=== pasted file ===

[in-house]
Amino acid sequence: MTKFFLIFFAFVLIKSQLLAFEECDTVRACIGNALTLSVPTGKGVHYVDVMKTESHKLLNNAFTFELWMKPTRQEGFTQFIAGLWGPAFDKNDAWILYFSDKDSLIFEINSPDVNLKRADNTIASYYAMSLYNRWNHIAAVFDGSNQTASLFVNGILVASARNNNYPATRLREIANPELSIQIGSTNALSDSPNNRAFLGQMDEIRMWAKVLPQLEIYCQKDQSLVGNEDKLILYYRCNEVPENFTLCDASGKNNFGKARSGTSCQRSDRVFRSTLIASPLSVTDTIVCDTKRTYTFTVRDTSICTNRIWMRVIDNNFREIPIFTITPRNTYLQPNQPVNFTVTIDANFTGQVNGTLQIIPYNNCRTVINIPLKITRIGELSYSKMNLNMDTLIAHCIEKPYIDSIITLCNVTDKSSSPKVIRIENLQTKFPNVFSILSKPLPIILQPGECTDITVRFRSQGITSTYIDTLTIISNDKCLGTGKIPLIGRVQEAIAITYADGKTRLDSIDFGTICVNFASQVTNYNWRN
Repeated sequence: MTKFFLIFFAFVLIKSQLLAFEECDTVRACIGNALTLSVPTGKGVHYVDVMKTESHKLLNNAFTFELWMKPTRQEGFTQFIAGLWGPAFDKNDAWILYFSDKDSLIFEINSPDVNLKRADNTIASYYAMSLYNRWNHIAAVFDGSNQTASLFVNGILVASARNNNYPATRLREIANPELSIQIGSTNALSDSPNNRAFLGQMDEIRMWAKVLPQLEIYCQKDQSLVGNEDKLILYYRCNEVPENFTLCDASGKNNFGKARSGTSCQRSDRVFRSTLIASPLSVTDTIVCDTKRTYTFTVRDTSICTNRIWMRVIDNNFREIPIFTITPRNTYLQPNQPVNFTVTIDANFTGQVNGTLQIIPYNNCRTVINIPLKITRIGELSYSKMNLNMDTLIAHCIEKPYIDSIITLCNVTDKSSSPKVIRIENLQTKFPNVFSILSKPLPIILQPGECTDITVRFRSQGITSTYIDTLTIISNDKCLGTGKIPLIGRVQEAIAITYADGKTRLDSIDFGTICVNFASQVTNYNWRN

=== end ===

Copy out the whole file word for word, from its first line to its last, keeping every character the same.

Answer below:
[in-house]
Amino acid sequence: MTKFFLIFFAFVLIKSQLLAFEECDTVRACIGNALTLSVPTGKGVHYVDVMKTESHKLLNNAFTFELWMKPTRQEGFTQFIAGLWGPAFDKNDAWILYFSDKDSLIFEINSPDVNLKRADNTIASYYAMSLYNRWNHIAAVFDGSNQTASLFVNGILVASARNNNYPATRLREIANPELSIQIGSTNALSDSPNNRAFLGQMDEIRMWAKVLPQLEIYCQKDQSLVGNEDKLILYYRCNEVPENFTLCDASGKNNFGKARSGTSCQRSDRVFRSTLIASPLSVTDTIVCDTKRTYTFTVRDTSICTNRIWMRVIDNNFREIPIFTITPRNTYLQPNQPVNFTVTIDANFTGQVNGTLQIIPYNNCRTVINIPLKITRIGELSYSKMNLNMDTLIAHCIEKPYIDSIITLCNVTDKSSSPKVIRIENLQTKFPNVFSILSKPLPIILQPGECTDITVRFRSQGITSTYIDTLTIISNDKCLGTGKIPLIGRVQEAIAITYADGKTRLDSIDFGTICVNFASQVTNYNWRN
Repeated sequence: MTKFFLIFFAFVLIKSQLLAFEECDTVRACIGNALTLSVPTGKGVHYVDVMKTESHKLLNNAFTFELWMKPTRQEGFTQFIAGLWGPAFDKNDAWILYFSDKDSLIFEINSPDVNLKRADNTIASYYAMSLYNRWNHIAAVFDGSNQTASLFVNGILVASARNNNYPATRLREIANPELSIQIGSTNALSDSPNNRAFLGQMDEIRMWAKVLPQLEIYCQKDQSLVGNEDKLILYYRCNEVPENFTLCDASGKNNFGKARSGTSCQRSDRVFRSTLIASPLSVTDTIVCDTKRTYTFTVRDTSICTNRIWMRVIDNNFREIPIFTITPRNTYLQPNQPVNFTVTIDANFTGQVNGTLQIIPYNNCRTVINIPLKITRIGELSYSKMNLNMDTLIAHCIEKPYIDSIITLCNVTDKSSSPKVIRIENLQTKFPNVFSILSKPLPIILQPGECTDITVRFRSQGITSTYIDTLTIISNDKCLGTGKIPLIGRVQEAIAITYADGKTRLDSIDFGTICVNFASQVTNYNWRN